Still, a persistent controversy centers on how to define these cells. Most researchers agree that cancer stem cells have the capacity to form new tumors, and can mature into “regular” cancer cells—those that form the tumor’s bulk and, in general, are easier to kill.
Why are Stem Cells Resistant?
These cells tend to resist toxins, cellular and environmental stresses. They also divide more slowly than regular cancer cells, making them less sensitive to chemotherapy.
Some suggest that cancer stem cells are a bit like seeds and key to a tumor’s durability. Like spores of a flowering plant or a weed, these hardy cells can survive a harsh environment once other parts of an organism are diminished or gone. They can persist after the bulk of a tumor is destroyed by chemotherapy and even remain dormant for long periods of time. Then these adaptive, immature cells can spread from one location to another where they bloom.
“Using tumor shrinkage as an endpoint doesn’t make sense if survival and recurrences depend on the stem cells,” Wicha explains. “We’re taking the wrong measurements.”
The Clinic as Laboratory
When she moved to Houston in 1997, Jenny Chang, MD, wasn’t planning to study breast cancer stem cells. Born in Singapore and trained in England, she preferred seeing patients in the clinic.
“I still see 25 patients in a day, twice each week,” she says.
Before coming to the U.S., she studied predictive biomarkers—molecules that offer clues about a patient’s prognosis. In Texas, she collaborated with Jeffrey M. Rosen, PhD, a molecular and cellular biologist at the Baylor College of Medicine in Houston, who was researching normal mammary gland stem cells and their counterparts in cancer.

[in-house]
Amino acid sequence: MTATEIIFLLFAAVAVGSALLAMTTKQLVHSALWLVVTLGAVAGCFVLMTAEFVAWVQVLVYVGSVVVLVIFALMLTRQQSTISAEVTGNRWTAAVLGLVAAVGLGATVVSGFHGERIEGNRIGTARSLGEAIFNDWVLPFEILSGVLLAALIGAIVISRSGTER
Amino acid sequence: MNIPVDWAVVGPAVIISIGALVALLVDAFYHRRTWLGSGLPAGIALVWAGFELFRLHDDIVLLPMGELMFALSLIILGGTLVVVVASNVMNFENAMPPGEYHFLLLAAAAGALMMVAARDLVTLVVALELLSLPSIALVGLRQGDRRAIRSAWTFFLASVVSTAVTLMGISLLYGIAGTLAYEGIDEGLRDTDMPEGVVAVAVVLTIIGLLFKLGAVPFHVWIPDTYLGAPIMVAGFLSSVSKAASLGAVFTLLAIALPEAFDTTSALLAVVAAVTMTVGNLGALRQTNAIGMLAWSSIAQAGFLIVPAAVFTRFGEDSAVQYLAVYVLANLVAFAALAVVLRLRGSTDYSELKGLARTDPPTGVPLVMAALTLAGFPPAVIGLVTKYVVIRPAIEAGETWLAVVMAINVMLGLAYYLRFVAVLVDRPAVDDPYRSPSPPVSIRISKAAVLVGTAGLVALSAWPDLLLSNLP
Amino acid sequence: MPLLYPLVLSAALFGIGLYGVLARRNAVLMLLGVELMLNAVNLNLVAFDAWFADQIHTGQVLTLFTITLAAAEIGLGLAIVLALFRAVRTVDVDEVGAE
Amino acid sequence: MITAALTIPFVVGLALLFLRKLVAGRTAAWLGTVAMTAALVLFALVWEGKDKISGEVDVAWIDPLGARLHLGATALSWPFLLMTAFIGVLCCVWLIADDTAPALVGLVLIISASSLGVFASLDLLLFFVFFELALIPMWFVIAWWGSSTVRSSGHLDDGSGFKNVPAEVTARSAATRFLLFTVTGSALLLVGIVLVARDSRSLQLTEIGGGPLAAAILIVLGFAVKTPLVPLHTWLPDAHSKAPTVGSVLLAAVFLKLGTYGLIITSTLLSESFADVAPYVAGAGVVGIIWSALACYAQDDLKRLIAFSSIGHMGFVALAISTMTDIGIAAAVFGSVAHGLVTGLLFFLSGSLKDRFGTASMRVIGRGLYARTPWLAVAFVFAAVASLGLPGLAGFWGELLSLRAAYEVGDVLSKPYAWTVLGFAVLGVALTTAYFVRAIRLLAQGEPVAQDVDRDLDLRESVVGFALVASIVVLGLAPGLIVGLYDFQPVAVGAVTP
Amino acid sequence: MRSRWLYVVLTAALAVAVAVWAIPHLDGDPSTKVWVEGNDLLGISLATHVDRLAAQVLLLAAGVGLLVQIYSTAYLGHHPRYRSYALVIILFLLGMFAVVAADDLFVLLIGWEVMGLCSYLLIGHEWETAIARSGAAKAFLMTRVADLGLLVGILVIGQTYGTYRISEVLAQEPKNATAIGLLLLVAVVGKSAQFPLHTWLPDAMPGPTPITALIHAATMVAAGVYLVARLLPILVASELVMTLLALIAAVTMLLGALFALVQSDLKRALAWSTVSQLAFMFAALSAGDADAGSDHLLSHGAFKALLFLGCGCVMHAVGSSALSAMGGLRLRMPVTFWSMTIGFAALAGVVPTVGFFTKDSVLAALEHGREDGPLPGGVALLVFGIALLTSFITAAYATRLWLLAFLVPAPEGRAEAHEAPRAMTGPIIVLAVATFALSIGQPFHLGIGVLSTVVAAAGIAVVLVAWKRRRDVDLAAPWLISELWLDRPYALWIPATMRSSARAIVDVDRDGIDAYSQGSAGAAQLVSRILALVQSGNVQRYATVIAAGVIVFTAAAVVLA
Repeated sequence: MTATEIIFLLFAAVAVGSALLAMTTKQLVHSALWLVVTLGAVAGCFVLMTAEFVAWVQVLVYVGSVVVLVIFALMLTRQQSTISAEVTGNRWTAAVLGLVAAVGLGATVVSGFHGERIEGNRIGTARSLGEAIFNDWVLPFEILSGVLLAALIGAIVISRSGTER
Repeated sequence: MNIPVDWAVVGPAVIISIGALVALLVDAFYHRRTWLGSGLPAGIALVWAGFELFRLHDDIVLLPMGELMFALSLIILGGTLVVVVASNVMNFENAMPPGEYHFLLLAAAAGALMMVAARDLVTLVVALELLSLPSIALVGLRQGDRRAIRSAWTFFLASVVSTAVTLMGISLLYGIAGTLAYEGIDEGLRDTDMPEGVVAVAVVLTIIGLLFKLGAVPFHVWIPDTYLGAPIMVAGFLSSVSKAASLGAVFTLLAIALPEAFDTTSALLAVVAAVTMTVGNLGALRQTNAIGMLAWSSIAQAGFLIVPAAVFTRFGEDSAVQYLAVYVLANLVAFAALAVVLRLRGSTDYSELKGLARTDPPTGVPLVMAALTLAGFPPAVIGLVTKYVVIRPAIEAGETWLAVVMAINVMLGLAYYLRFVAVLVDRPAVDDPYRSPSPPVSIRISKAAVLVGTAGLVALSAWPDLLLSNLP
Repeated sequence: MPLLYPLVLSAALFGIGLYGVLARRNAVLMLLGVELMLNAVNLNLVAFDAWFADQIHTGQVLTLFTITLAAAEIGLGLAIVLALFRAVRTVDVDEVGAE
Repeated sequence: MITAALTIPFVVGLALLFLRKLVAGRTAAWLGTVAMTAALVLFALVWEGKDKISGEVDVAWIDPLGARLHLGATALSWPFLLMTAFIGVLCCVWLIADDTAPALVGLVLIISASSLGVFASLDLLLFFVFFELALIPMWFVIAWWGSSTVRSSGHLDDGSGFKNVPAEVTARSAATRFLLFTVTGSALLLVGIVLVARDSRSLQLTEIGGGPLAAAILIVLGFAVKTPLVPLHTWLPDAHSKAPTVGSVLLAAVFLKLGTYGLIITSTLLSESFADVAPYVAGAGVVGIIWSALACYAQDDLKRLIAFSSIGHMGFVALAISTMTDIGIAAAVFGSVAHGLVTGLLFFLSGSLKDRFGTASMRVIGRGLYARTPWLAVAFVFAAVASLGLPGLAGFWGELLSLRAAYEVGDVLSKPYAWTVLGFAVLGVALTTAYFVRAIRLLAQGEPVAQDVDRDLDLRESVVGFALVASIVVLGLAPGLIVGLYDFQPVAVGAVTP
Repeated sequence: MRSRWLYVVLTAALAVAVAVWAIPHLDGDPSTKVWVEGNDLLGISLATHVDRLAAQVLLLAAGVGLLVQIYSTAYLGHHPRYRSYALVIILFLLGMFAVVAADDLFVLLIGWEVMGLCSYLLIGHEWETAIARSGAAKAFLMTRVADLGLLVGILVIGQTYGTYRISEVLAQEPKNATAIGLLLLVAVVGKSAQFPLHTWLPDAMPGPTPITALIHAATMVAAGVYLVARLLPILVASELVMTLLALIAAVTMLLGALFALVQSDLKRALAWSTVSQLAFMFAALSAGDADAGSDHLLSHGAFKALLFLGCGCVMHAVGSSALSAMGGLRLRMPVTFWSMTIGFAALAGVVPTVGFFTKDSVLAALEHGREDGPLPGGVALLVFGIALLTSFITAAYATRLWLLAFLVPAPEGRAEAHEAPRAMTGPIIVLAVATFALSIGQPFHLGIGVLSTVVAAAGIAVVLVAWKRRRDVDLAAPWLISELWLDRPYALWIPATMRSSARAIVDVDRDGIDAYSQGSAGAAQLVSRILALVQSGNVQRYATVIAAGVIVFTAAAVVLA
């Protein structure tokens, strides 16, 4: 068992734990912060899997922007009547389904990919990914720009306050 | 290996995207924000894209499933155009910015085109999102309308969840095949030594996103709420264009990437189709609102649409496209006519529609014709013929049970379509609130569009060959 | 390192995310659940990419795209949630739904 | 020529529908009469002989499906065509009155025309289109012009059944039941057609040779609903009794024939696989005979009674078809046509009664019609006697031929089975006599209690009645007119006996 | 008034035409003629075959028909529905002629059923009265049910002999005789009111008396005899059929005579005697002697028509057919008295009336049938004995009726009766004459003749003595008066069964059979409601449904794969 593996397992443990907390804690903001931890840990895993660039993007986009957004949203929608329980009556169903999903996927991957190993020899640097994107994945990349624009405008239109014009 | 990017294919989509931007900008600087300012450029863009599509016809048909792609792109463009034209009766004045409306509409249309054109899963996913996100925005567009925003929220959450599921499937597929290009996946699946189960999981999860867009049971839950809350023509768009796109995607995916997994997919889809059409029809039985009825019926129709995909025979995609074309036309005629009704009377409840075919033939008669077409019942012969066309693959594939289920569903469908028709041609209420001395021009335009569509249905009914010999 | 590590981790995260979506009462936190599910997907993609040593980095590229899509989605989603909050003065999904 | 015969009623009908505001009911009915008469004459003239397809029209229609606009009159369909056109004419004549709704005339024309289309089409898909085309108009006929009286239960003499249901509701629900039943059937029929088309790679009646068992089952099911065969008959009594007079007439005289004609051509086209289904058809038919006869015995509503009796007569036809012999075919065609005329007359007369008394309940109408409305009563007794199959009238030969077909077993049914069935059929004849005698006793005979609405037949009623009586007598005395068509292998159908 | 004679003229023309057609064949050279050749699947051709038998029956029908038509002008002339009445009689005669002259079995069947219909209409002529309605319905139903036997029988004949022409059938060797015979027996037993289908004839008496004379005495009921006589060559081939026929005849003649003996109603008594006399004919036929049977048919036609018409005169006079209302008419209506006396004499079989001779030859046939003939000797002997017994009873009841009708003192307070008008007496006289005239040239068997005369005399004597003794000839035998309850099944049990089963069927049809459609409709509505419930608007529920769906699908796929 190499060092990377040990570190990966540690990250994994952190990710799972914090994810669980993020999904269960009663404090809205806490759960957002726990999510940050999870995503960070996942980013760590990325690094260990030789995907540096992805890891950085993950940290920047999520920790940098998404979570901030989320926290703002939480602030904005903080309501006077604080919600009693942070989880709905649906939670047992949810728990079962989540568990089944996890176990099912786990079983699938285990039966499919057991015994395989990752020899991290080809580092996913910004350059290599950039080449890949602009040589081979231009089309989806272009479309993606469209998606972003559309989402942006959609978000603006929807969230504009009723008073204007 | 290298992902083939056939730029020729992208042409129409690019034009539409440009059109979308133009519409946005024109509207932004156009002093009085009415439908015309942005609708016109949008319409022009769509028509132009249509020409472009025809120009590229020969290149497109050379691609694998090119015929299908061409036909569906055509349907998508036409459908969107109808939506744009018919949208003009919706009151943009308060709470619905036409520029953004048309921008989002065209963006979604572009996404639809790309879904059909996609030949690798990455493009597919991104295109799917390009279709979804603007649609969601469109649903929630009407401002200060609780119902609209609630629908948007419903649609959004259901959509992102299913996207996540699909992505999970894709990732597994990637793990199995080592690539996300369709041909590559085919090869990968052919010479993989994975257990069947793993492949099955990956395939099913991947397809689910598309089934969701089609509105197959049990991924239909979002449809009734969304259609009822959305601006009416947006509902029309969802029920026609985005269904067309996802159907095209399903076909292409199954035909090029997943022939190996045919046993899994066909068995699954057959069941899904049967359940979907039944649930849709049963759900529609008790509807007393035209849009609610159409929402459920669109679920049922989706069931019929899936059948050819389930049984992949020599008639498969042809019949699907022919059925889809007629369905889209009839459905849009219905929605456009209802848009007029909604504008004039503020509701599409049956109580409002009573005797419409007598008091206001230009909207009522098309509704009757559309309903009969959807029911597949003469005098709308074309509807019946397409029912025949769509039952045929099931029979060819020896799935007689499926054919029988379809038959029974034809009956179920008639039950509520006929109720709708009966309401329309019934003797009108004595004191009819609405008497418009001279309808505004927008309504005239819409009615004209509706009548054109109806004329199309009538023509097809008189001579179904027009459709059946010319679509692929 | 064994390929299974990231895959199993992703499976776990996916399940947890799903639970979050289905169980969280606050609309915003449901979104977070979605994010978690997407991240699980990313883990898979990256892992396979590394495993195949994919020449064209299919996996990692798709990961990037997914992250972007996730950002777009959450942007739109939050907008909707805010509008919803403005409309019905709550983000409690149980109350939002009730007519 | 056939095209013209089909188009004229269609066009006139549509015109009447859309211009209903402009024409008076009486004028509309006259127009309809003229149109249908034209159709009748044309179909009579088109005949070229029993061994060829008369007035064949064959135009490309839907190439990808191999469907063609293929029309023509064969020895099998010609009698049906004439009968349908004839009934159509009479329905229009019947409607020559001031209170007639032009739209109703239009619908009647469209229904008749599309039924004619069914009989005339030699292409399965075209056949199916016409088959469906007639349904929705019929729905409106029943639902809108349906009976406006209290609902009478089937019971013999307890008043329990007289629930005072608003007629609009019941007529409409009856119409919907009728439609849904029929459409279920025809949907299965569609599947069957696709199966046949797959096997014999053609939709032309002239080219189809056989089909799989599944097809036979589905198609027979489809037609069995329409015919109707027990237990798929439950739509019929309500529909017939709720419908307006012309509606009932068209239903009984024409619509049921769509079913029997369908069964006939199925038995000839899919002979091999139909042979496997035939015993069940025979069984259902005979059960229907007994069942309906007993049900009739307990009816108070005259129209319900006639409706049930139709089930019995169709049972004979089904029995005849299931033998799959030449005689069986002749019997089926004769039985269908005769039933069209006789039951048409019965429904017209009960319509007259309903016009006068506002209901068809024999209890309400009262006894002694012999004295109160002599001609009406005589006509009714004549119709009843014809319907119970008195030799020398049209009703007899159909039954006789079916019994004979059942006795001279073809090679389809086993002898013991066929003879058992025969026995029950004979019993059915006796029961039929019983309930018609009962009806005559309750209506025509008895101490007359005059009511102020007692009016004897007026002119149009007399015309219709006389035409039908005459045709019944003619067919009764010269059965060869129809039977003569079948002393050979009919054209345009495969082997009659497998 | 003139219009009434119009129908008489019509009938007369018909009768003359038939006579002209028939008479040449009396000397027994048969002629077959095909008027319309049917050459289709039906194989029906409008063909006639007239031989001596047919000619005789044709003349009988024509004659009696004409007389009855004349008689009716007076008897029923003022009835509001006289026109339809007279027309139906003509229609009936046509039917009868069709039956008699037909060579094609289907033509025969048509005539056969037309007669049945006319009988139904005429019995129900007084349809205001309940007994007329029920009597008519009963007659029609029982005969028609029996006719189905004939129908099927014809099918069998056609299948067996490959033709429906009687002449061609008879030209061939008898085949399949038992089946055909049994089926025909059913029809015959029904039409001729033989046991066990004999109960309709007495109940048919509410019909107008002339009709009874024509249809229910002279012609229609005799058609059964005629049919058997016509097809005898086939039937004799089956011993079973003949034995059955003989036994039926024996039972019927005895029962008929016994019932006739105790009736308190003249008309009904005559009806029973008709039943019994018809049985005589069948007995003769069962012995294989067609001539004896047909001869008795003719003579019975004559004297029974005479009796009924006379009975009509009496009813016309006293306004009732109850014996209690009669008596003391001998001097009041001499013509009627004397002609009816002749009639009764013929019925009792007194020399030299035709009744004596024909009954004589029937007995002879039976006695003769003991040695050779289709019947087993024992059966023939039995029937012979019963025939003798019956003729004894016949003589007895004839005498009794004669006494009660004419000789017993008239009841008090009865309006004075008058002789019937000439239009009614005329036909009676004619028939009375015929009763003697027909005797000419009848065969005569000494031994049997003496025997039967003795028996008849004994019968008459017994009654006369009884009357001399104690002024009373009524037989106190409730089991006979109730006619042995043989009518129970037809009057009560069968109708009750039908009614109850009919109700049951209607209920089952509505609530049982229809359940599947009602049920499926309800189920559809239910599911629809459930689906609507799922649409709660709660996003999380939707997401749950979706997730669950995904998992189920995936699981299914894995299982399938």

In Houston, Chang cared for breast cancer patients from an underserved area where it was common for women to seek medical help after their tumors were quite large; 10-centimeter tumors were not uncommon. Many opted for neoadjuvant chemotherapy, which is given before surgery to shrink the cancers. This preoperative therapy gave researchers the chance to examine the women’s breast cancer cells by biopsy samples before and after chemotherapy.
Chang and Rosen used cell surface molecules that characterized stem cells in the breast biopsies. After treatment, they found the proportion of the molecules with features that may define breast cancer stem cells were enriched. Collaborators agreed that these potentially dormant, chemotherapy-resistant cells should be targeted.
“When you treat cancers with chemo, it’s not just that the percentage of stem cells go up. The absolute number of stem cells goes up, so they are resistant,” Wicha says of his colleagues’ findings.
We've gone from not understanding it at all, to knowing genetics and pathways and much more.
—Max Wicha, MD
Finding the Right Pathway
Stem cells, like other cells, can be triggered and prodded by messages received through countless and varied signaling pathways. These molecular tracks, like a complex subway system, have interconnecting, parallel and sometimes divergent routes. Within each cell these tightly controlled chemical pathways extend from the cell’s membrane, through the cytoplasm to the nucleus, and back. Scientists are working to unlock the specific signaling routes essential to normal and cancer stem cells’ growth.